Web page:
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November 17, 2012

Being Amrita!

Illustration by Kunal Kundu.

Verve presents an extract from Shobhaa De’s new novel, Sethji

Amrita snapped herself back to the present. She had work to do. She made her way back into Suraj’s room. She crossed it swiftly and made for the heavy steel locker that stood on a pile of old trunks with gaudy pink lotuses painted on them. She could hear Suraj moaning as he lay doubled up on the floor.

‘The keys,’ she commanded her brother-in-law. ‘Where have you kept them? Quick! We don’t have time to waste. Wash up, get dressed. I’ll help you pack your things. But first – the keys.’ Suraj continued to groan and refused to respond. In five long strides Amrita was by his side, shaking him roughly. He lunged at her and clung to her knees whimpering, ‘Bhabhiji . . . I am sorry . . . I didn’t mean it . . . God knows what happened . . . please tell Babuji to forgive me . . . it was an accident.’ Amrita shook herself free and extended her hand. ‘Keys. Just give me the keys.’ Suraj gestured to the side table next to the big armchair. Amrita walked towards it, barking orders at Suraj all the time. ‘Where do you keep your passport? You have to get out of the country immediately. Take just a small suitcase with a change of clothes. I’ll arrange for a new cell phone and SIM card. Remember just one thing in case you are caught – you are innocent until proven guilty. Keep mum. Say nothing. Leave it to me. But for now, just get up and get out. Do it before Babuji gets back from the meeting and kills you. One more thing – hand me your gun.’

Suraj whined, ‘But why? I need my gun. What if someone harms me? How will I defend myself? I can’t give you the gun. Please, take everything but not my gun.’ Amrita looked at her brother-in-law and narrowed her eyes before saying contemptuously, ‘The gun won’t protect you from your fate, Surajji. Now hurry up. Your pick-up will be here soon. Go take a shower quickly. I’ll be back to help you pack.’ With this she locked away Suraj’s gun in his safe, keeping the keys with her.

Amrita briskly crossed the dimly lit corridor that led to her part of the sprawling bungalow. She heard the mocking cry of a fat, pregnant lizard that lived behind the heavy reed curtains lining the corridor. It was an ominous sign. She remembered her mother’s words. When a lizard calls thrice, it is warning you: ‘Satya hai, satya hai, satya hai.’ What was the horrible truth waiting to confront Sethji’s family now? Amrita also noticed a pale owl swooping down noiselessly to grab a garden toad calling out to its mate. Another ominous sign! An albino owl spotted during daylight hours?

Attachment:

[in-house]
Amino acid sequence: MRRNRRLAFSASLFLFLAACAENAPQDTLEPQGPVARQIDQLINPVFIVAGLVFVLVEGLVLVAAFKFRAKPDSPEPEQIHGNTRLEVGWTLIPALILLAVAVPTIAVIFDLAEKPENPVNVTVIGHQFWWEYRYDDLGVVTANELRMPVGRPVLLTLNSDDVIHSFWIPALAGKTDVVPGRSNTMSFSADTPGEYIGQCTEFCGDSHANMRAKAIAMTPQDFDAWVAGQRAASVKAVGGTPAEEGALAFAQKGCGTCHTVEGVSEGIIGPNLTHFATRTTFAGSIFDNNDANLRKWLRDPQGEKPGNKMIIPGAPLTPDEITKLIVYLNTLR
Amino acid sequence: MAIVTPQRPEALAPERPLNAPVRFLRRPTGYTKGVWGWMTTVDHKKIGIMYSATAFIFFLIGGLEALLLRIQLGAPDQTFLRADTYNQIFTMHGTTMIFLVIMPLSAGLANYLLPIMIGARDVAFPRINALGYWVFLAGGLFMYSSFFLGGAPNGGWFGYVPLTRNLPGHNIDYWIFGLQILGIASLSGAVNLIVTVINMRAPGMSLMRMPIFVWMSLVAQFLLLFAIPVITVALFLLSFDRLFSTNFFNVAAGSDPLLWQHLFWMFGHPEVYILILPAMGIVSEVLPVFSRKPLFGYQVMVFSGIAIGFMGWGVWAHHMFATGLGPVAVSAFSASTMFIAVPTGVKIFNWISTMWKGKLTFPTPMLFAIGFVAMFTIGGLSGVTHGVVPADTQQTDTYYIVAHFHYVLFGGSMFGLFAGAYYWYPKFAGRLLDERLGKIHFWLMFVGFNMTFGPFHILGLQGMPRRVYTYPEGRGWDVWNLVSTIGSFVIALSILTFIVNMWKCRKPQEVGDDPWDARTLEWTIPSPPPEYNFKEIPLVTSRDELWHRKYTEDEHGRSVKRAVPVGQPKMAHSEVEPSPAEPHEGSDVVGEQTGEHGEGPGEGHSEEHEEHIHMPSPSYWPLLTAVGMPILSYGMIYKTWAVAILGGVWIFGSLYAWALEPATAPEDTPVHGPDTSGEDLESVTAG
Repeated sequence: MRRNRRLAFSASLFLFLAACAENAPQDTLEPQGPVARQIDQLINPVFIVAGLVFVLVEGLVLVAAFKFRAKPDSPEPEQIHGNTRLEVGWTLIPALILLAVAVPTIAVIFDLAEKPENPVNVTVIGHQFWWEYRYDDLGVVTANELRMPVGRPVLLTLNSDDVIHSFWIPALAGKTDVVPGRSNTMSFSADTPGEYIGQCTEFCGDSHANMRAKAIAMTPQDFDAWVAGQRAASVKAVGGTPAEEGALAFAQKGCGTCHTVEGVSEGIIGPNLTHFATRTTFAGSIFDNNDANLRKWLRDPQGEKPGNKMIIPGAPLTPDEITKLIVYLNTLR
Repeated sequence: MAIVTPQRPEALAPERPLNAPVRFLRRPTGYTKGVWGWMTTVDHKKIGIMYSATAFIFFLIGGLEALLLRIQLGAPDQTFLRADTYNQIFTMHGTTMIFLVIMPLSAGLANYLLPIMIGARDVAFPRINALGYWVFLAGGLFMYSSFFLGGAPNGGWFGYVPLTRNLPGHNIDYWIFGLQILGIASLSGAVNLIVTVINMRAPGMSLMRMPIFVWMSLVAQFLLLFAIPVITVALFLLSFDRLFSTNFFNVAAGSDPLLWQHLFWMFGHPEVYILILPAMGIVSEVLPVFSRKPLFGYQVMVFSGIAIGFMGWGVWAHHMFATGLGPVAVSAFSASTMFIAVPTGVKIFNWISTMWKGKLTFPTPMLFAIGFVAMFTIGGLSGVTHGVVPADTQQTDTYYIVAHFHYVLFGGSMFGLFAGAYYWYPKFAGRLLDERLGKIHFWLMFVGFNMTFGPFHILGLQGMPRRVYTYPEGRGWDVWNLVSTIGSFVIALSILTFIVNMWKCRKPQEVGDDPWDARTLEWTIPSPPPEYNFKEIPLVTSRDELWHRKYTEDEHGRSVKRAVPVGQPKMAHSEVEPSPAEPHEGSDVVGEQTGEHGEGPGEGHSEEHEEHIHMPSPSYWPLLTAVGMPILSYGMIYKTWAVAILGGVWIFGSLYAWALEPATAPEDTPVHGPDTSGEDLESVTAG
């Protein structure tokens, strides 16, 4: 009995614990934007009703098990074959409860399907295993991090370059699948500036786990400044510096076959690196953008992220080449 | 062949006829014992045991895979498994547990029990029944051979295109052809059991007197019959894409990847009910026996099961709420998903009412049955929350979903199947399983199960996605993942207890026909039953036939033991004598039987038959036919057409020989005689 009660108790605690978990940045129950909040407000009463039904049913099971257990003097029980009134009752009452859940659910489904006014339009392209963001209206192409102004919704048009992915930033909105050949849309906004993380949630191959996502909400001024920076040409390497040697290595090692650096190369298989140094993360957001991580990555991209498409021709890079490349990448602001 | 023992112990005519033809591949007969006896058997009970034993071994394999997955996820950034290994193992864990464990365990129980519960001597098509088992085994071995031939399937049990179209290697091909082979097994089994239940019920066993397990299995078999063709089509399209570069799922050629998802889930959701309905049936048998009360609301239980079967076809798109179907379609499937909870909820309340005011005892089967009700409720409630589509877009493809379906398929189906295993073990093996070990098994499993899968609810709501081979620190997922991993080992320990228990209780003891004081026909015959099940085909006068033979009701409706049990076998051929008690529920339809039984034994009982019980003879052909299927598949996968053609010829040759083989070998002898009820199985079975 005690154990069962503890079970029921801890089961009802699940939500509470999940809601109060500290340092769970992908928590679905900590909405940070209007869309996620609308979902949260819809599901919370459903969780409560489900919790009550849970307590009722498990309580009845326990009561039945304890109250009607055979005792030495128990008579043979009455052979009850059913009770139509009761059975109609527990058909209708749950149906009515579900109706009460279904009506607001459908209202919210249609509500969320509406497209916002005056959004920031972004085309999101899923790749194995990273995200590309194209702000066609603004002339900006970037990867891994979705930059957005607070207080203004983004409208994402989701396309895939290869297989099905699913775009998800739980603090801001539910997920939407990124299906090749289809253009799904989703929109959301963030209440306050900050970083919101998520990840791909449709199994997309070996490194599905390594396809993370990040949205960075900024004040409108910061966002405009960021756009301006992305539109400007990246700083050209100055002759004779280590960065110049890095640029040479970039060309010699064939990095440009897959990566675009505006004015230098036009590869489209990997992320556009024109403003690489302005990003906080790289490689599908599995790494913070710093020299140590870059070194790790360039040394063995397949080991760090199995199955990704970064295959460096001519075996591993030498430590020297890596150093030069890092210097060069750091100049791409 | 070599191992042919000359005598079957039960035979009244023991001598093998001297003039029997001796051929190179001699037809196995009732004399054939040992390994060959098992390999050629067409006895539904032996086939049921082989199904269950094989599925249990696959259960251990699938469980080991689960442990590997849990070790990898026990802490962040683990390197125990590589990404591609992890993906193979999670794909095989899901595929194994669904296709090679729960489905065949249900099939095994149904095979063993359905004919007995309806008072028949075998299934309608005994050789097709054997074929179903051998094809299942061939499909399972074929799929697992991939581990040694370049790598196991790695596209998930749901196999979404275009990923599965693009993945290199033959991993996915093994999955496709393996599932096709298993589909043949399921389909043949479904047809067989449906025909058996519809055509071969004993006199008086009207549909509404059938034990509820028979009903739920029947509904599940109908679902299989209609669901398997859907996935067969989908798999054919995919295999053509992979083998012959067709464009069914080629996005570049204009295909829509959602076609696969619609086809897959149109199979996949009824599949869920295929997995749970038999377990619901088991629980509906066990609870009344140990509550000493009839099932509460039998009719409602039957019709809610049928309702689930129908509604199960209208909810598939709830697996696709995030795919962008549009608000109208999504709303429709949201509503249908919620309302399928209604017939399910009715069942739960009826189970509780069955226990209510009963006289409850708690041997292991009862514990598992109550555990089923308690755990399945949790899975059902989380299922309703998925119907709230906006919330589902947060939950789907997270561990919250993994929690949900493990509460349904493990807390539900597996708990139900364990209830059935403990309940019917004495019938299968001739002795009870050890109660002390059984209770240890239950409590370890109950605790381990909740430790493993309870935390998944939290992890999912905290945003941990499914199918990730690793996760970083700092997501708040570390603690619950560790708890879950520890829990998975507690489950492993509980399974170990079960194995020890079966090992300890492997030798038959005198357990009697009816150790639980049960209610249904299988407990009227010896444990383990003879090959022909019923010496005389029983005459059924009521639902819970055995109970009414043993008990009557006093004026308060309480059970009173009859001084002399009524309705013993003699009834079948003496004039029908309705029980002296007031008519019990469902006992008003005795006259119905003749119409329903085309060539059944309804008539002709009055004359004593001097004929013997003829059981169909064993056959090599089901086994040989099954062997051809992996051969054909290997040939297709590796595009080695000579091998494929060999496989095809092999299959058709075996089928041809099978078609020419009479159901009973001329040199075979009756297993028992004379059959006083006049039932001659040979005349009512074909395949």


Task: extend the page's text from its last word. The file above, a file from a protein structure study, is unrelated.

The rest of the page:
As she entered her spacious, fragrant bedroom, Amrita felt irrationally calm. Amrita had a weakness for fragrances of all kinds. Traditional dhoop was lit at dusk every evening, and the household help had been instructed to light aromatic candles right before her afternoon siesta. Amrita hoarded her precious collection of exotic vials of concentrated oils from across the world. She frowned at the sight of Srichand, her husband, snoring unconcernedly on their carved four-poster bed. For just a brief second or two, she felt protective towards the man who seemed to have not a care in the world. He ate well, slept well and lived well. Srichand was the baby they could never have.

Poor Srichand. The one thing he invariably failed at was to fulfil his haughty wife’s sexual desires. His clumsy attempts to pleasure her always ended with a sharp slap across his straying wrist – a signal for him to stop and leave her alone. But even those frequent rebuffs did not upset sweet, docile Srichand. He was too good-natured to protest or demand his conjugal rights. Just once he’d shown her a newspaper report which said the Supreme Court of India had deemed it ‘cruelty’ if a spouse refused sex. Amrita had scanned the newspaper and retorted sharply, ‘Rubbish! It’s the other way around. If a woman doesn’t want it, she doesn’t want it!’ Srichand had promptly retired to his favourite divan and switched on the huge flat-screen television mounted on the wall opposite their bed – a gift from one of Babuji’s supporters who had the dealership of the latest TV sets imported from Korea. ‘Come on, India!’ Srichand had cheered the losing cricket team, oblivious of Amrita’s contempt for his own uninspiring performance.